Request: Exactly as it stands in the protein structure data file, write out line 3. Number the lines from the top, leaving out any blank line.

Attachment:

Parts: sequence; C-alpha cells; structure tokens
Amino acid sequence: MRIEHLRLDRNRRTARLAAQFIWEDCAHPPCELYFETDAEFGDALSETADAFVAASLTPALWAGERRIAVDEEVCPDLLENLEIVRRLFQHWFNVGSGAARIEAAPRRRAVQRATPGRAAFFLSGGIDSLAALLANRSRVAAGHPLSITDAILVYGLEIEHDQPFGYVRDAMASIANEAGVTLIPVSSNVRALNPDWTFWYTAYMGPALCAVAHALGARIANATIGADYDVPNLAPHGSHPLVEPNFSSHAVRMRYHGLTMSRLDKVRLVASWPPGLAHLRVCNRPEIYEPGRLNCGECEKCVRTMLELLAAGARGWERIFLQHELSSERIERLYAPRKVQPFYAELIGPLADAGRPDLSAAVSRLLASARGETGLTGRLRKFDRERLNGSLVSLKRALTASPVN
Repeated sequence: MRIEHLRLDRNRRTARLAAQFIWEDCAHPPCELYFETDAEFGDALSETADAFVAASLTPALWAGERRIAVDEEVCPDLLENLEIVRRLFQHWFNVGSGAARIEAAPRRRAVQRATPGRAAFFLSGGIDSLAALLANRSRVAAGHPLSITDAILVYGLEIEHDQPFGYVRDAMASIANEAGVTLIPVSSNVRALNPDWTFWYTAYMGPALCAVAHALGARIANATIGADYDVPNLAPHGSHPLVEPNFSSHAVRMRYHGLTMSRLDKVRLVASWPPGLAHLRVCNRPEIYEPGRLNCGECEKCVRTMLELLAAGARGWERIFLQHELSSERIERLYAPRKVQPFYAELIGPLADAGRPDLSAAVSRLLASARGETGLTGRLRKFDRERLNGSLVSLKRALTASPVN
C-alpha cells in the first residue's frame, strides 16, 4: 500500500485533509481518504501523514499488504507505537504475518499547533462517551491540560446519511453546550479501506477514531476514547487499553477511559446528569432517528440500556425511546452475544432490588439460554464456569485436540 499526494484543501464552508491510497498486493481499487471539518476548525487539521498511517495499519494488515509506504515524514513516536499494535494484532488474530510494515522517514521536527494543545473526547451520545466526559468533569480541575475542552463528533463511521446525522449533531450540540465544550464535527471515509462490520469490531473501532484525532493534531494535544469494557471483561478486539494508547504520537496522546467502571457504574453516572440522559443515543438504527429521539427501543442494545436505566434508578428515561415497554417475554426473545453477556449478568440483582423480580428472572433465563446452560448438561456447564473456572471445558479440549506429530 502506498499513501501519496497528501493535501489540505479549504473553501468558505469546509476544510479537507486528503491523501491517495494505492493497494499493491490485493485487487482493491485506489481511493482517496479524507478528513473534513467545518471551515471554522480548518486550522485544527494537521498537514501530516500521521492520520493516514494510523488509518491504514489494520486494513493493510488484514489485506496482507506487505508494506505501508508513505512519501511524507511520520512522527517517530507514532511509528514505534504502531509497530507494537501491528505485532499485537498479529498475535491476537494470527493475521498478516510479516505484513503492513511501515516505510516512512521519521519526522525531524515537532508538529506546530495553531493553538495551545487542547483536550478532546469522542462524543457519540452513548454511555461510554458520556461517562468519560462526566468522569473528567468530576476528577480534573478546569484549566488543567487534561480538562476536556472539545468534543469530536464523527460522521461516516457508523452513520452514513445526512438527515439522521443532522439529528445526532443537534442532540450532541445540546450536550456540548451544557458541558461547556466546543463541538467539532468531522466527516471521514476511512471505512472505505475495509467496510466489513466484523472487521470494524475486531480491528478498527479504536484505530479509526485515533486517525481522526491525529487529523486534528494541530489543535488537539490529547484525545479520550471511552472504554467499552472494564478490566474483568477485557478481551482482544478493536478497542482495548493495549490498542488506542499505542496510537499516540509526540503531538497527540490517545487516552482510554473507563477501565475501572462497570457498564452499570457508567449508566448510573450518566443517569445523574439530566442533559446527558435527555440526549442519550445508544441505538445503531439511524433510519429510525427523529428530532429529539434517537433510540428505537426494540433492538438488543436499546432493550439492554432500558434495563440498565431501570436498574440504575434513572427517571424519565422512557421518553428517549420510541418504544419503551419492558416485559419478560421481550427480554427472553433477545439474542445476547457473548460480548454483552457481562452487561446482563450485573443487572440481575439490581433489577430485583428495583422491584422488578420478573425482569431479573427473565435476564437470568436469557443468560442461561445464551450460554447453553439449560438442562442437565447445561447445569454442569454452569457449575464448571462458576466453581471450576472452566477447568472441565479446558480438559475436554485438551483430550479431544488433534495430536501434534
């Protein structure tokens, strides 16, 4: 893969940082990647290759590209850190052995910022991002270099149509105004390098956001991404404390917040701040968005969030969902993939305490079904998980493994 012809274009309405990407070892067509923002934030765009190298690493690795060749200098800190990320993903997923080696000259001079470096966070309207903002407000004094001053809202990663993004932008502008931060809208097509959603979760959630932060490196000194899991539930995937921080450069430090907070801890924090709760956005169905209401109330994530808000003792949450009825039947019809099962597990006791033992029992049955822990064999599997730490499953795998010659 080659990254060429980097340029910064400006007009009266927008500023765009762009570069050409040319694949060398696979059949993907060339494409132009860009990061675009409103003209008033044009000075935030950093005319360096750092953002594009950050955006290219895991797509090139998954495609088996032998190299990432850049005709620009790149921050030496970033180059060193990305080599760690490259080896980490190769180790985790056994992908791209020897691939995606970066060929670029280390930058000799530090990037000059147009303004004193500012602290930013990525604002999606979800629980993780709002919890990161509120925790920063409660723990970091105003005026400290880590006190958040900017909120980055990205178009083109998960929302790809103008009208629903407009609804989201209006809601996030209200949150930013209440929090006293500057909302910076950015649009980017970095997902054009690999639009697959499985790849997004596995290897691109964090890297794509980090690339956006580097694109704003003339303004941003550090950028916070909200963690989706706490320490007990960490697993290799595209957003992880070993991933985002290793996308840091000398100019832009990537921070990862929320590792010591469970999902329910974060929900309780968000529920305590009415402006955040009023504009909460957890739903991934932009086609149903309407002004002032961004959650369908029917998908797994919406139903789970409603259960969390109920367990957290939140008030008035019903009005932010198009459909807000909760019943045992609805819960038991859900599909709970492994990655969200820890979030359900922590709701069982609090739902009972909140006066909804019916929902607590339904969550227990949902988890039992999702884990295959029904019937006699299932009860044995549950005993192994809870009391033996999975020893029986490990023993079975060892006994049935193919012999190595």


Repeated sequence: MRIEHLRLDRNRRTARLAAQFIWEDCAHPPCELYFETDAEFGDALSETADAFVAASLTPALWAGERRIAVDEEVCPDLLENLEIVRRLFQHWFNVGSGAARIEAAPRRRAVQRATPGRAAFFLSGGIDSLAALLANRSRVAAGHPLSITDAILVYGLEIEHDQPFGYVRDAMASIANEAGVTLIPVSSNVRALNPDWTFWYTAYMGPALCAVAHALGARIANATIGADYDVPNLAPHGSHPLVEPNFSSHAVRMRYHGLTMSRLDKVRLVASWPPGLAHLRVCNRPEIYEPGRLNCGECEKCVRTMLELLAAGARGWERIFLQHELSSERIERLYAPRKVQPFYAELIGPLADAGRPDLSAAVSRLLASARGETGLTGRLRKFDRERLNGSLVSLKRALTASPVN